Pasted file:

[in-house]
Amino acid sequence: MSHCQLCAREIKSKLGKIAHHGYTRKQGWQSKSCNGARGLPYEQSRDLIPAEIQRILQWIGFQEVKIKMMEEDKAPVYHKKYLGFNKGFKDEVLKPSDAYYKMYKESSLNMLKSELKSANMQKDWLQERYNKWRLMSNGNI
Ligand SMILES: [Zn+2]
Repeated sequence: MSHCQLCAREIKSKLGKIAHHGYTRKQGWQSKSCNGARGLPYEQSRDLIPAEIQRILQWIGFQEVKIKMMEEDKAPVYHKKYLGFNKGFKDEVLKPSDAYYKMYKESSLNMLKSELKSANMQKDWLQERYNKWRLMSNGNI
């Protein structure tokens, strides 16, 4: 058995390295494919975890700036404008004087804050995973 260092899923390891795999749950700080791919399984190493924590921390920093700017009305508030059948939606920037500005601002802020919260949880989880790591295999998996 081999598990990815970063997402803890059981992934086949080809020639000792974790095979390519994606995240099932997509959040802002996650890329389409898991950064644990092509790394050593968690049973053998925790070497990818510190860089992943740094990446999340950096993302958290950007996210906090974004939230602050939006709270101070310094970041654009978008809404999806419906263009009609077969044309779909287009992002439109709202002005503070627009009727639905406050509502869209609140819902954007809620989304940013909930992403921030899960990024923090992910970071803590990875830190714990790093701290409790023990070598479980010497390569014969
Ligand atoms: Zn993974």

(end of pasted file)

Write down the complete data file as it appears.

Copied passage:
[in-house]
Amino acid sequence: MSHCQLCAREIKSKLGKIAHHGYTRKQGWQSKSCNGARGLPYEQSRDLIPAEIQRILQWIGFQEVKIKMMEEDKAPVYHKKYLGFNKGFKDEVLKPSDAYYKMYKESSLNMLKSELKSANMQKDWLQERYNKWRLMSNGNI
Ligand SMILES: [Zn+2]
Repeated sequence: MSHCQLCAREIKSKLGKIAHHGYTRKQGWQSKSCNGARGLPYEQSRDLIPAEIQRILQWIGFQEVKIKMMEEDKAPVYHKKYLGFNKGFKDEVLKPSDAYYKMYKESSLNMLKSELKSANMQKDWLQERYNKWRLMSNGNI
């Protein structure tokens, strides 16, 4: 058995390295494919975890700036404008004087804050995973 260092899923390891795999749950700080791919399984190493924590921390920093700017009305508030059948939606920037500005601002802020919260949880989880790591295999998996 081999598990990815970063997402803890059981992934086949080809020639000792974790095979390519994606995240099932997509959040802002996650890329389409898991950064644990092509790394050593968690049973053998925790070497990818510190860089992943740094990446999340950096993302958290950007996210906090974004939230602050939006709270101070310094970041654009978008809404999806419906263009009609077969044309779909287009992002439109709202002005503070627009009727639905406050509502869209609140819902954007809620989304940013909930992403921030899960990024923090992910970071803590990875830190714990790093701290409790023990070598479980010497390569014969
Ligand atoms: Zn993974």